When God Gives You Lemons…

There is a saying–“If life gives you lemons, make lemonade!” In other words, if your life circumstances are “sour,” you should look for ways to make your circumstances into something sweeter.

Often, it seems like God gives us lemons–even when we pray and do what we know is “right,” it seems like our circumstances get no better. In fact, sometimes, they get annoyingly, frustratingly worse. But God does not abandon us; He doesn’t sit back and laugh at our frustration, or leave us to flounder in chaos with no hope. Sometimes, our circumstances are opportunities for God to make lemonade.

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When God rescued Israel from slavery in Egypt, He did not lead them directly to the Promised Land. Instead, He led them through the wilderness and to the shores of the Red Sea. There, they were trapped by the Egyptian army, complete with horses and chariots and trained warriors. But God’s plans were bigger than the armies of Egypt, and bigger than the sea. God made a path of escape through the sea, and used the very same sea to drown the enemy!

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What a miracle! But it wasn’t long before the people began complaining about “lemons” from God–the complained about the food, the journey, the scenery, and their leader, Moses. Even when God did many more miracles– bread from Heaven, meat from the sky, water from the rock, divine intervention in battles– the Israelites were still complaining about all the “lemons” in their life, and longing to go back to Egypt and slavery!

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There are seasons in life when it seems like God is giving us lemons–a job loss, an unexpected illness, a wayward daughter, a house fire, civil unrest… Struggles and pain will come into our lives; we should not pretend otherwise, or seek to deny them when they come. And God does not expect us to “make lemonade” all on our own. But He may allow us to be squeezed a bit; He may send the lemons today, and sugar next Monday. He may not give us a fancy carafe and cute little teacups. But He will give us all we need to make lemonade if we are prepared for the task. And usually, He will give us more than enough to set up a lemonade stand and serve others!

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Several years ago (2005), I had the opportunity to visit a settlement of Haitian refugees in the Dominican Republic. Multiple mission groups had banded together to provide basic needs– shelter, basic medical services, toilets and showers, etc. Service teams from Canada and the U.S. had come in to build two-room houses and set up a small clinic and school. Donations had come in– clothing, bedding, toothbrushes… Thousands of Haitians had been displaced after a bad hurricane season and massive flooding, and this refugee camp was home to nearly 150 families. Even with the donations, there were shortages– there was running water, but it wasn’t potable. There was rice, but few vegetables and very little meat. Aspirin and antibiotics were rationed, and most of the children were thin, and sad, half-clothed in rags and bare-foot.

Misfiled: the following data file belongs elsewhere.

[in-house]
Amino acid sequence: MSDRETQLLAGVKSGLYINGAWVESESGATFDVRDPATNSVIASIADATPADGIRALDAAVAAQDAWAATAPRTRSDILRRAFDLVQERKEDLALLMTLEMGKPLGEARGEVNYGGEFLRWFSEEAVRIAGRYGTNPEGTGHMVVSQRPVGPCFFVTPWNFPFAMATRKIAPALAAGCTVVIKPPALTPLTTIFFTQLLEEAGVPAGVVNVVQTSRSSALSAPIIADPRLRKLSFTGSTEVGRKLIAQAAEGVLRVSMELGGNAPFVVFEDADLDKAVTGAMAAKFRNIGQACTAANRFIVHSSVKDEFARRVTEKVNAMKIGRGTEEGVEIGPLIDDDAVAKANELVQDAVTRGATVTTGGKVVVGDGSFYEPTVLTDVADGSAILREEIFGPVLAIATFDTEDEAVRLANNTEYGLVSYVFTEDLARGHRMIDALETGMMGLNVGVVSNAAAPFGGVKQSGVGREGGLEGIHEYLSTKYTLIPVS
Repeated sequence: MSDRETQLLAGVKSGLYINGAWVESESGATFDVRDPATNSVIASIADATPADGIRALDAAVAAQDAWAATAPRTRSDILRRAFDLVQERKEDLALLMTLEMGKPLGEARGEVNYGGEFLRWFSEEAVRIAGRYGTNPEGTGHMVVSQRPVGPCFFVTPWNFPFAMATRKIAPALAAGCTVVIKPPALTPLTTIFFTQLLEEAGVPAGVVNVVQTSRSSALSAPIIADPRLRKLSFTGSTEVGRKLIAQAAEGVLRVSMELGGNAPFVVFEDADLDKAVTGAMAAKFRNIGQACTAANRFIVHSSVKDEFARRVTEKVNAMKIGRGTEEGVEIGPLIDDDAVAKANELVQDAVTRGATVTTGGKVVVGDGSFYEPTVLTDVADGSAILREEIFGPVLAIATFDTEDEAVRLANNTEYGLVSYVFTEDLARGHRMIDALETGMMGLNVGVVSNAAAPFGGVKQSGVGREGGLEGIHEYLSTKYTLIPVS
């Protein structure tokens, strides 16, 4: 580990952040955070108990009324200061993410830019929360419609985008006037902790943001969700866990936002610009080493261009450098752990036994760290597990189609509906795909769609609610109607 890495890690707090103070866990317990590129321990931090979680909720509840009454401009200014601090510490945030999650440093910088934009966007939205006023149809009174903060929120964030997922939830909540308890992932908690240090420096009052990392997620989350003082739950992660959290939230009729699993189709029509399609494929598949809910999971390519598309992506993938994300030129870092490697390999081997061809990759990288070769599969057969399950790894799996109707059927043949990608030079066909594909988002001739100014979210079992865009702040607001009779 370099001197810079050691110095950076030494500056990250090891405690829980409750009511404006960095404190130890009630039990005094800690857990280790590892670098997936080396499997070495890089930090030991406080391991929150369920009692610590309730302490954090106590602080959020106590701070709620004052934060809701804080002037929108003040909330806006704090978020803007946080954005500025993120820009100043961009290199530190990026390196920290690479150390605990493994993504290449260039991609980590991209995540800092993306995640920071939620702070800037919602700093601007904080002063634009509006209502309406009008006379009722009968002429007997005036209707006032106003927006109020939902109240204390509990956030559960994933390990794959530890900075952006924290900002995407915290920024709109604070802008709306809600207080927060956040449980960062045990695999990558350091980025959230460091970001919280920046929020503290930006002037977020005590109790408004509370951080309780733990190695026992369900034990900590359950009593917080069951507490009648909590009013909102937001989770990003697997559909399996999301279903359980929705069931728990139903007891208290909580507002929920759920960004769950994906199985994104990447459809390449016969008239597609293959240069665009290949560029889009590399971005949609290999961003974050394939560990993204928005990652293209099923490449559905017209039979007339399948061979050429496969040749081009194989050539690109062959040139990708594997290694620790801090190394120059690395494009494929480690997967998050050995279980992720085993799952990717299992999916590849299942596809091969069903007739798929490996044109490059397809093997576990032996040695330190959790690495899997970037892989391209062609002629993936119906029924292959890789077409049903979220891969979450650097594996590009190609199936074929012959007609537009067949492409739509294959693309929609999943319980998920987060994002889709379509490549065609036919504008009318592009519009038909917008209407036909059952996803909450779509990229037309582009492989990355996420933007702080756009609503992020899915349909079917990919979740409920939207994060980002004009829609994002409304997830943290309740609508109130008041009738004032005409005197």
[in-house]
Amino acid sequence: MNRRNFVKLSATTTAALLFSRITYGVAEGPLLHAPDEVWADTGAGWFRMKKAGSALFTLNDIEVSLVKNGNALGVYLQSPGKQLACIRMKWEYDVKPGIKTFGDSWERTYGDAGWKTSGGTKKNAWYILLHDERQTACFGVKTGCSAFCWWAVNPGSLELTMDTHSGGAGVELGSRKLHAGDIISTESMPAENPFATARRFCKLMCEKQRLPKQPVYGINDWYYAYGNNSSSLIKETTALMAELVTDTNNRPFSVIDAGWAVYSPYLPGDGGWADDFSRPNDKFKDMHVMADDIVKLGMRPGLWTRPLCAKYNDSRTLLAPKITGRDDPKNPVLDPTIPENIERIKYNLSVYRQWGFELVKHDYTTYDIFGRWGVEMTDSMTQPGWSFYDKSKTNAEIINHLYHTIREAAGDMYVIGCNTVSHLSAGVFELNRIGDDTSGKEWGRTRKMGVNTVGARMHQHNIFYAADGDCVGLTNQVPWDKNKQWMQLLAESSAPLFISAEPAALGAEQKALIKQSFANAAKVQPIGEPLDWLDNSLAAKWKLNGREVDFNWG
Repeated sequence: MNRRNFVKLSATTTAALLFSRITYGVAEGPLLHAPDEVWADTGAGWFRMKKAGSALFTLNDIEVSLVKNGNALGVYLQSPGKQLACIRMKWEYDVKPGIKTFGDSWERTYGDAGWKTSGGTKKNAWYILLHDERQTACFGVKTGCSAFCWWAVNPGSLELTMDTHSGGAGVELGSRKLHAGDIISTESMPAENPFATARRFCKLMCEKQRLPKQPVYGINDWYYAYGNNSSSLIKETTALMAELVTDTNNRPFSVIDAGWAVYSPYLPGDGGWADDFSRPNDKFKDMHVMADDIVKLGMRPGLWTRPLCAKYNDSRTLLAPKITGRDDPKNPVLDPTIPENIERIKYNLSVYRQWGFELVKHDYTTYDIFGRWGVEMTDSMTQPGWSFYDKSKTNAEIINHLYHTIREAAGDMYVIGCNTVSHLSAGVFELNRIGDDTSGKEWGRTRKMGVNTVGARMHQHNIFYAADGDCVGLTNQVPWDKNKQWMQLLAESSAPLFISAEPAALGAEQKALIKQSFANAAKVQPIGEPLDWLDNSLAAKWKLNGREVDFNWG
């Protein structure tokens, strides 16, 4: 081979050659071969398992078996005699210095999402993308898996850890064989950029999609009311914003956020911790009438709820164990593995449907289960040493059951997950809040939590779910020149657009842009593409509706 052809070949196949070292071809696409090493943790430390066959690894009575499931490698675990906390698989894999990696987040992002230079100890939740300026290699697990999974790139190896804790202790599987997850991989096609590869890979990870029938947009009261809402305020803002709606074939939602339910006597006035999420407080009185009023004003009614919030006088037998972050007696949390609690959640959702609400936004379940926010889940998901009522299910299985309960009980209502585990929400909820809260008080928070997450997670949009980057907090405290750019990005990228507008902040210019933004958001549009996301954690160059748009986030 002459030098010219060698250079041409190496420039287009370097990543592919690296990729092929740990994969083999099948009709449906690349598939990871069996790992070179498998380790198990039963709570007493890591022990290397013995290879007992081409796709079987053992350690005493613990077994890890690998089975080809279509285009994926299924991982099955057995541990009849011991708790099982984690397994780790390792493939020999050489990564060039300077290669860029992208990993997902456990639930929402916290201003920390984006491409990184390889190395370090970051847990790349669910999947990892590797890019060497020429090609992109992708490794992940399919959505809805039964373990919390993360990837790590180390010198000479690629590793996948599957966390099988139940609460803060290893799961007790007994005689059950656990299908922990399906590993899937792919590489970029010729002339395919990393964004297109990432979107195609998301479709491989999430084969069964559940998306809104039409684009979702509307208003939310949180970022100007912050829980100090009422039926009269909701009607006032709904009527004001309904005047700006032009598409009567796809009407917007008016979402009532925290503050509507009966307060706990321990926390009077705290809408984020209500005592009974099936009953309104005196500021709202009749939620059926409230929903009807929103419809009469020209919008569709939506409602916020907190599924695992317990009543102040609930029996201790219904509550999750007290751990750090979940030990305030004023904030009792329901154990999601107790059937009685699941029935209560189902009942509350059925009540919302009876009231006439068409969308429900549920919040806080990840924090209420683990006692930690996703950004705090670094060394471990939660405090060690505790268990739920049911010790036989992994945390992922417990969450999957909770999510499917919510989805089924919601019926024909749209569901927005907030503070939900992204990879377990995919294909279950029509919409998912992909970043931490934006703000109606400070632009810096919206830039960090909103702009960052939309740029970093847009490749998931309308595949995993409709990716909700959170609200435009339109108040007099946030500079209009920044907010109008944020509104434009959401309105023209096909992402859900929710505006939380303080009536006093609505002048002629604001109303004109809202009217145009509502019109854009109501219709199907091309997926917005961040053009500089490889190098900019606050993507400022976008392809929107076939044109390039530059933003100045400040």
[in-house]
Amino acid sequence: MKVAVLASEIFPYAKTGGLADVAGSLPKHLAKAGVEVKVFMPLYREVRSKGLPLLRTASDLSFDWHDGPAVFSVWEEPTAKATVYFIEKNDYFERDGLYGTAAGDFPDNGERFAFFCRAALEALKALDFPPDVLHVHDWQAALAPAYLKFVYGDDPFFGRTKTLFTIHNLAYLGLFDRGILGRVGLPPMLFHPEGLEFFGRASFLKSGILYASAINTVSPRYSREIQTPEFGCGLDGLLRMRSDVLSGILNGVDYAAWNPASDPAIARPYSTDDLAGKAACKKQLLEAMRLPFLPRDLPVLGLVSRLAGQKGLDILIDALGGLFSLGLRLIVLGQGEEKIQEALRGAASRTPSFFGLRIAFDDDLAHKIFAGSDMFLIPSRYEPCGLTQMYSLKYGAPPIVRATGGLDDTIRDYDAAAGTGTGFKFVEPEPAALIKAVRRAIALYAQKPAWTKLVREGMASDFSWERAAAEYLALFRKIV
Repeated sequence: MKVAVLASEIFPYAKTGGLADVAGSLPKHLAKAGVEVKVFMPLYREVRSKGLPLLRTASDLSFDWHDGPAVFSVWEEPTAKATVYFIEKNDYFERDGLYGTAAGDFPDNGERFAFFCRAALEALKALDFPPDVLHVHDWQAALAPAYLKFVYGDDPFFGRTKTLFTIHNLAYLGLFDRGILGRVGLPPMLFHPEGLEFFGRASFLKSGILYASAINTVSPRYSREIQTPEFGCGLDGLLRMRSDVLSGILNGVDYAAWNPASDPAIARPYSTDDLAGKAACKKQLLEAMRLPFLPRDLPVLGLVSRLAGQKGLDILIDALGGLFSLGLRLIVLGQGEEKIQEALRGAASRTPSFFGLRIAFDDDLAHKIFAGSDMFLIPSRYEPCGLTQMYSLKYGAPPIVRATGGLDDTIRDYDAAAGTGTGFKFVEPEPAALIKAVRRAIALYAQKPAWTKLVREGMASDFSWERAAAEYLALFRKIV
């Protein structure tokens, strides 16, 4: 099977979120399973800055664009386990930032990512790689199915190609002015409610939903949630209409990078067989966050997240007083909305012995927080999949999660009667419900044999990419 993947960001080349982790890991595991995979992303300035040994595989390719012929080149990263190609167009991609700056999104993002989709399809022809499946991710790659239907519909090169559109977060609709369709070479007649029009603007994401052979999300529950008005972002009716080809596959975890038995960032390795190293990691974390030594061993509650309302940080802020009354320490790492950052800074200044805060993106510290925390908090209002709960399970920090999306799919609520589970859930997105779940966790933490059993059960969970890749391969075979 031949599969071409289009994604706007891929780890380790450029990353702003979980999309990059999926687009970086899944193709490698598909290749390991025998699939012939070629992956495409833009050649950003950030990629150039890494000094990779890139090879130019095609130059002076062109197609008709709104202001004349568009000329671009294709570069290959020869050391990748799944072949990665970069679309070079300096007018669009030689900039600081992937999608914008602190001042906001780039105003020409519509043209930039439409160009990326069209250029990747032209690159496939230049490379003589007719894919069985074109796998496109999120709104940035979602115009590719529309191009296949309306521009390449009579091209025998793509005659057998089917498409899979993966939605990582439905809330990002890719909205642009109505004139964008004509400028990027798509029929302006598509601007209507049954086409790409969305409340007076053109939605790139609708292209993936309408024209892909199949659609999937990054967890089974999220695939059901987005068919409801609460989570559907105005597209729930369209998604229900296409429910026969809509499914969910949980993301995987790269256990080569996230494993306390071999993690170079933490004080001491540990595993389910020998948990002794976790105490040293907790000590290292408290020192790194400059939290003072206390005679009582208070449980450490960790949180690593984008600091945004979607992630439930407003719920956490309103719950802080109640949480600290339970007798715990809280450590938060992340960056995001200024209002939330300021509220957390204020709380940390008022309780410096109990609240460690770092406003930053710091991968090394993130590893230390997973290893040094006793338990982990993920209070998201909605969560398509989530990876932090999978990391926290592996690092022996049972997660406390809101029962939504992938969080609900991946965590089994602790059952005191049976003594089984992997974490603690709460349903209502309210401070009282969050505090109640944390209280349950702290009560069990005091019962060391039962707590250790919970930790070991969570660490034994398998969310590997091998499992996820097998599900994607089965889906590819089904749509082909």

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In the midst of all this, there was a miraculous donation– of flip-flops! Literally thousands of pairs of flip-flops–brand new overruns: different sizes, but all the same colors and style–more than enough for every person to have a pair. God had given the people of this settlement a LOT of lemons. Shoes were well and good, but the people needed water… The shoes were distributed– there were even a few left over. But about a week later, it was observed that most of the people were still walking around bare-footed. What had happened to the donated flip-flops? Were the people ungrateful? Were they too proud to use the new shoes? Too fearful?

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Not at all! These amazing people trusted that God could help them turn lemons into lemonade. They loaded the flip-flops into large bags, carried them (bare-footed) on their backs into town (the nearest town was nearly 10 miles away, but it was on the coast and attracted many tourists), pooled what little money they had to rent a booth at the beach, and SOLD the flip-flops. The money they made from the sale of the flip-flops purchased five-gallon jugs of drinking water. The jugs were carried back from town and shared among the members of this growing community. As they continued to sell the donated flip-flops, they purchased other small items– packets of laundry detergent, fly swatters, plastic dishes and cups–and established a small colmado (local store) within their own community. When I was able to visit again a couple of years later, the refugee camp was a thriving community– many of the houses had been painted, and had gardens and picket fences, on which clothes were drying in the sun. And while some children were still running in bare feet, many others had shoes. Some of the shoes were ragged and some were mismatched, but the children were happy and healthy. In the middle of the community, there was a beautiful church. Inside, there was a woman sweeping and singing songs of praise.